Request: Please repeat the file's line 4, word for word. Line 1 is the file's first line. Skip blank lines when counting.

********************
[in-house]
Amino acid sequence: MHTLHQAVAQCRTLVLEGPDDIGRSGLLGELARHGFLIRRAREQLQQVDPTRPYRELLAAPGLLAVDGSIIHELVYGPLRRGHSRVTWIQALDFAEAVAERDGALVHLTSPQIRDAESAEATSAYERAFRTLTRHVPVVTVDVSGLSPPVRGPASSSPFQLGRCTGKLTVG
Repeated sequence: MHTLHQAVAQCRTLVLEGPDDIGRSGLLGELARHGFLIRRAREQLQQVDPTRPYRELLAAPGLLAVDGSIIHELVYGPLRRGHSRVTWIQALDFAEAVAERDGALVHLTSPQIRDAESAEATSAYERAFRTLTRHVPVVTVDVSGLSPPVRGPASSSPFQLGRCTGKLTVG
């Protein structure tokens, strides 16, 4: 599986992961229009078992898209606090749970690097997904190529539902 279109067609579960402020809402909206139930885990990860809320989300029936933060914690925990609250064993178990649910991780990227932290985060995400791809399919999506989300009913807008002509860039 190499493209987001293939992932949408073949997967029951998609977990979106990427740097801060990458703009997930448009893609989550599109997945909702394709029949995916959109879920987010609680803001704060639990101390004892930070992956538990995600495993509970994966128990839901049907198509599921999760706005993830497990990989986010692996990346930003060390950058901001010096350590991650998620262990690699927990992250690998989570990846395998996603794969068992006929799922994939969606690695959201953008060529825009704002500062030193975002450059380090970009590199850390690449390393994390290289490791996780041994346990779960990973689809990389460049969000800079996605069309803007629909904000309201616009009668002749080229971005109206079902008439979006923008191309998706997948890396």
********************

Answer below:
């Protein structure tokens, strides 16, 4: 599986992961229009078992898209606090749970690097997904190529539902 279109067609579960402020809402909206139930885990990860809320989300029936933060914690925990609250064993178990649910991780990227932290985060995400791809399919999506989300009913807008002509860039 190499493209987001293939992932949408073949997967029951998609977990979106990427740097801060990458703009997930448009893609989550599109997945909702394709029949995916959109879920987010609680803001704060639990101390004892930070992956538990995600495993509970994966128990839901049907198509599921999760706005993830497990990989986010692996990346930003060390950058901001010096350590991650998620262990690699927990992250690998989570990846395998996603794969068992006929799922994939969606690695959201953008060529825009704002500062030193975002450059380090970009590199850390690449390393994390290289490791996780041994346990779960990973689809990389460049969000800079996605069309803007629909904000309201616009009668002749080229971005109206079902008439979006923008191309998706997948890396």